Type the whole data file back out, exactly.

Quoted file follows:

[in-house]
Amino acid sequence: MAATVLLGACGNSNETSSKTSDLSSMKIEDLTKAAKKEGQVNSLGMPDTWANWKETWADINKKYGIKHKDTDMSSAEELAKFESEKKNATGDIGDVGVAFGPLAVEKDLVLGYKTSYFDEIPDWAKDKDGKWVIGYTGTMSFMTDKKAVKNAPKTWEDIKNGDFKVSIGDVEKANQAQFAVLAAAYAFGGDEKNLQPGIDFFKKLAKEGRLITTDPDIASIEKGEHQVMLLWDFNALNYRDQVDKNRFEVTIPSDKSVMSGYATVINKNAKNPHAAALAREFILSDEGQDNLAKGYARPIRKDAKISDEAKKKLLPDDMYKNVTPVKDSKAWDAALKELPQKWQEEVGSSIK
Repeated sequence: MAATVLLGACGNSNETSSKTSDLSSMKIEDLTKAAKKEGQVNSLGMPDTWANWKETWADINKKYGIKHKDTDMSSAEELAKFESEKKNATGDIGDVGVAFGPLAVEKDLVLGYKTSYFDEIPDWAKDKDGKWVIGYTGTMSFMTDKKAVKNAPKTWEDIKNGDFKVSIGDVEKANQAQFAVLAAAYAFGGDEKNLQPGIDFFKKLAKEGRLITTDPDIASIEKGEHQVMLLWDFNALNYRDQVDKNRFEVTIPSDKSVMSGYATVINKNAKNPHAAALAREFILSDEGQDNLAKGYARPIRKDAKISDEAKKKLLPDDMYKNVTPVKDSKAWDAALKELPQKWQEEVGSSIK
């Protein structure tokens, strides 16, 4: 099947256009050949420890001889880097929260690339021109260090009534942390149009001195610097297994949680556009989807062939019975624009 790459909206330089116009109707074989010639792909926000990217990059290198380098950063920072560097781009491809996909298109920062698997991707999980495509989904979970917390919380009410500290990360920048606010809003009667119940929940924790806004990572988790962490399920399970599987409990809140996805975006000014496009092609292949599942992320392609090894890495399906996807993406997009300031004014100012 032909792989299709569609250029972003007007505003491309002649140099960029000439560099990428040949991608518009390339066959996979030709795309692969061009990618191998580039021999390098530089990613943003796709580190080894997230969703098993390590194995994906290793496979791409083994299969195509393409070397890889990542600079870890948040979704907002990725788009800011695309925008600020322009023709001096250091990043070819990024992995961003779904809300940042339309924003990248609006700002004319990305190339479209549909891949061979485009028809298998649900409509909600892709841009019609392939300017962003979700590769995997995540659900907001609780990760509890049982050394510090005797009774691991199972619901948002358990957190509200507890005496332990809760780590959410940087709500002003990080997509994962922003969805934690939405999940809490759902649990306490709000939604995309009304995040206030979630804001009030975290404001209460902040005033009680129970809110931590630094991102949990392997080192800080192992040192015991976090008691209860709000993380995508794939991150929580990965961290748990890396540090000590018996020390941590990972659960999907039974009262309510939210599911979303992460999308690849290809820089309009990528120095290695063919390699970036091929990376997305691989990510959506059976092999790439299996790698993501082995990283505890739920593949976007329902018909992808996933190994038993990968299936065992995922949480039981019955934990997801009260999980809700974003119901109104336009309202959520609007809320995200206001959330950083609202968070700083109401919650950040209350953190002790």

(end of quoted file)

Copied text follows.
[in-house]
Amino acid sequence: MAATVLLGACGNSNETSSKTSDLSSMKIEDLTKAAKKEGQVNSLGMPDTWANWKETWADINKKYGIKHKDTDMSSAEELAKFESEKKNATGDIGDVGVAFGPLAVEKDLVLGYKTSYFDEIPDWAKDKDGKWVIGYTGTMSFMTDKKAVKNAPKTWEDIKNGDFKVSIGDVEKANQAQFAVLAAAYAFGGDEKNLQPGIDFFKKLAKEGRLITTDPDIASIEKGEHQVMLLWDFNALNYRDQVDKNRFEVTIPSDKSVMSGYATVINKNAKNPHAAALAREFILSDEGQDNLAKGYARPIRKDAKISDEAKKKLLPDDMYKNVTPVKDSKAWDAALKELPQKWQEEVGSSIK
Repeated sequence: MAATVLLGACGNSNETSSKTSDLSSMKIEDLTKAAKKEGQVNSLGMPDTWANWKETWADINKKYGIKHKDTDMSSAEELAKFESEKKNATGDIGDVGVAFGPLAVEKDLVLGYKTSYFDEIPDWAKDKDGKWVIGYTGTMSFMTDKKAVKNAPKTWEDIKNGDFKVSIGDVEKANQAQFAVLAAAYAFGGDEKNLQPGIDFFKKLAKEGRLITTDPDIASIEKGEHQVMLLWDFNALNYRDQVDKNRFEVTIPSDKSVMSGYATVINKNAKNPHAAALAREFILSDEGQDNLAKGYARPIRKDAKISDEAKKKLLPDDMYKNVTPVKDSKAWDAALKELPQKWQEEVGSSIK
């Protein structure tokens, strides 16, 4: 099947256009050949420890001889880097929260690339021109260090009534942390149009001195610097297994949680556009989807062939019975624009 790459909206330089116009109707074989010639792909926000990217990059290198380098950063920072560097781009491809996909298109920062698997991707999980495509989904979970917390919380009410500290990360920048606010809003009667119940929940924790806004990572988790962490399920399970599987409990809140996805975006000014496009092609292949599942992320392609090894890495399906996807993406997009300031004014100012 032909792989299709569609250029972003007007505003491309002649140099960029000439560099990428040949991608518009390339066959996979030709795309692969061009990618191998580039021999390098530089990613943003796709580190080894997230969703098993390590194995994906290793496979791409083994299969195509393409070397890889990542600079870890948040979704907002990725788009800011695309925008600020322009023709001096250091990043070819990024992995961003779904809300940042339309924003990248609006700002004319990305190339479209549909891949061979485009028809298998649900409509909600892709841009019609392939300017962003979700590769995997995540659900907001609780990760509890049982050394510090005797009774691991199972619901948002358990957190509200507890005496332990809760780590959410940087709500002003990080997509994962922003969805934690939405999940809490759902649990306490709000939604995309009304995040206030979630804001009030975290404001209460902040005033009680129970809110931590630094991102949990392997080192800080192992040192015991976090008691209860709000993380995508794939991150929580990965961290748990890396540090000590018996020390941590990972659960999907039974009262309510939210599911979303992460999308690849290809820089309009990528120095290695063919390699970036091929990376997305691989990510959506059976092999790439299996790698993501082995990283505890739920593949976007329902018909992808996933190994038993990968299936065992995922949480039981019955934990997801009260999980809700974003119901109104336009309202959520609007809320995200206001959330950083609202968070700083109401919650950040209350953190002790």